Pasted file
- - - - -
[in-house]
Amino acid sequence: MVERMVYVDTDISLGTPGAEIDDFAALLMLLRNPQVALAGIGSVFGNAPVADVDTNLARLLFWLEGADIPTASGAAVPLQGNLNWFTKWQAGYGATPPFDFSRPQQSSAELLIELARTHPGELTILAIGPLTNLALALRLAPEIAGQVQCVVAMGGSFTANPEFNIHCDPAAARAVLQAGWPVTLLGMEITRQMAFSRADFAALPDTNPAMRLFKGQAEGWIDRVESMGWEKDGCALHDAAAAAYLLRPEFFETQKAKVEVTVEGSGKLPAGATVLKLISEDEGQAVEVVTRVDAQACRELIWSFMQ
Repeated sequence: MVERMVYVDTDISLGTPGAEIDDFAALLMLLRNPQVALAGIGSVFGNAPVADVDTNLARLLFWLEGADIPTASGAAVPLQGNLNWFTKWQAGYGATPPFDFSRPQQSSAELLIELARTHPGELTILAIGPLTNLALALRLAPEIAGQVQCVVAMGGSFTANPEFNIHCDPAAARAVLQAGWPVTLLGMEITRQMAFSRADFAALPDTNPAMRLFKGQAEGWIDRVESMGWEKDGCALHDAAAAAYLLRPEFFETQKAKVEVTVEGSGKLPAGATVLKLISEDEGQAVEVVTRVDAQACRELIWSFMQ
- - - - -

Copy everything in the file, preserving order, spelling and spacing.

[in-house]
Amino acid sequence: MVERMVYVDTDISLGTPGAEIDDFAALLMLLRNPQVALAGIGSVFGNAPVADVDTNLARLLFWLEGADIPTASGAAVPLQGNLNWFTKWQAGYGATPPFDFSRPQQSSAELLIELARTHPGELTILAIGPLTNLALALRLAPEIAGQVQCVVAMGGSFTANPEFNIHCDPAAARAVLQAGWPVTLLGMEITRQMAFSRADFAALPDTNPAMRLFKGQAEGWIDRVESMGWEKDGCALHDAAAAAYLLRPEFFETQKAKVEVTVEGSGKLPAGATVLKLISEDEGQAVEVVTRVDAQACRELIWSFMQ
Repeated sequence: MVERMVYVDTDISLGTPGAEIDDFAALLMLLRNPQVALAGIGSVFGNAPVADVDTNLARLLFWLEGADIPTASGAAVPLQGNLNWFTKWQAGYGATPPFDFSRPQQSSAELLIELARTHPGELTILAIGPLTNLALALRLAPEIAGQVQCVVAMGGSFTANPEFNIHCDPAAARAVLQAGWPVTLLGMEITRQMAFSRADFAALPDTNPAMRLFKGQAEGWIDRVESMGWEKDGCALHDAAAAAYLLRPEFFETQKAKVEVTVEGSGKLPAGATVLKLISEDEGQAVEVVTRVDAQACRELIWSFMQ